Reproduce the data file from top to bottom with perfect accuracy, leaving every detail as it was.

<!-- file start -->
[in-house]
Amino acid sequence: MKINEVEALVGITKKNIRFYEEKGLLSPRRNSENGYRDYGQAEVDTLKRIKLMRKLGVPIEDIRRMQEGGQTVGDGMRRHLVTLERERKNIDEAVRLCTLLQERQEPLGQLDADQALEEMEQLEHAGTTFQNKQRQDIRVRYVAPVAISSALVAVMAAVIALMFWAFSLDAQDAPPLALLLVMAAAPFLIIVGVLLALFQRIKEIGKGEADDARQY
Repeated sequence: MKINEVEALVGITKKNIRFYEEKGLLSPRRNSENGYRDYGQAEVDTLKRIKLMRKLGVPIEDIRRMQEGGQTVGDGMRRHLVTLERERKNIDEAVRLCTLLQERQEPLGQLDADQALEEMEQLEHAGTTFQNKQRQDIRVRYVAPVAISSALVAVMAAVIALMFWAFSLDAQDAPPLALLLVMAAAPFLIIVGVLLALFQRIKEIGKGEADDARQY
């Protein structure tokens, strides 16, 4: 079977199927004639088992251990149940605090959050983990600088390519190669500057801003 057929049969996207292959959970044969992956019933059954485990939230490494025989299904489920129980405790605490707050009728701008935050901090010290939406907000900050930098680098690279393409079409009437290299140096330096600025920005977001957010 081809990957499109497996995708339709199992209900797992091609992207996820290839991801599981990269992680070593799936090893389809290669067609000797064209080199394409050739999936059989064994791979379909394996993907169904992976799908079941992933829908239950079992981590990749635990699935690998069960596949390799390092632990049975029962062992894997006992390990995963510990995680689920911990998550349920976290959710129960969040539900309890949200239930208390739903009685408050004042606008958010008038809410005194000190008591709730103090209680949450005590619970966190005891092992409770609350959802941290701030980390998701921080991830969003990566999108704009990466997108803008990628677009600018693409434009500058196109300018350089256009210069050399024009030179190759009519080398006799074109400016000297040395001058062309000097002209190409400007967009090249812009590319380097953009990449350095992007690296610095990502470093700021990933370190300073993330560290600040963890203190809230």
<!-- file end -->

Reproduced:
[in-house]
Amino acid sequence: MKINEVEALVGITKKNIRFYEEKGLLSPRRNSENGYRDYGQAEVDTLKRIKLMRKLGVPIEDIRRMQEGGQTVGDGMRRHLVTLERERKNIDEAVRLCTLLQERQEPLGQLDADQALEEMEQLEHAGTTFQNKQRQDIRVRYVAPVAISSALVAVMAAVIALMFWAFSLDAQDAPPLALLLVMAAAPFLIIVGVLLALFQRIKEIGKGEADDARQY
Repeated sequence: MKINEVEALVGITKKNIRFYEEKGLLSPRRNSENGYRDYGQAEVDTLKRIKLMRKLGVPIEDIRRMQEGGQTVGDGMRRHLVTLERERKNIDEAVRLCTLLQERQEPLGQLDADQALEEMEQLEHAGTTFQNKQRQDIRVRYVAPVAISSALVAVMAAVIALMFWAFSLDAQDAPPLALLLVMAAAPFLIIVGVLLALFQRIKEIGKGEADDARQY
């Protein structure tokens, strides 16, 4: 079977199927004639088992251990149940605090959050983990600088390519190669500057801003 057929049969996207292959959970044969992956019933059954485990939230490494025989299904489920129980405790605490707050009728701008935050901090010290939406907000900050930098680098690279393409079409009437290299140096330096600025920005977001957010 081809990957499109497996995708339709199992209900797992091609992207996820290839991801599981990269992680070593799936090893389809290669067609000797064209080199394409050739999936059989064994791979379909394996993907169904992976799908079941992933829908239950079992981590990749635990699935690998069960596949390799390092632990049975029962062992894997006992390990995963510990995680689920911990998550349920976290959710129960969040539900309890949200239930208390739903009685408050004042606008958010008038809410005194000190008591709730103090209680949450005590619970966190005891092992409770609350959802941290701030980390998701921080991830969003990566999108704009990466997108803008990628677009600018693409434009500058196109300018350089256009210069050399024009030179190759009519080398006799074109400016000297040395001058062309000097002209190409400007967009090249812009590319380097953009990449350095992007690296610095990502470093700021990933370190300073993330560290600040963890203190809230």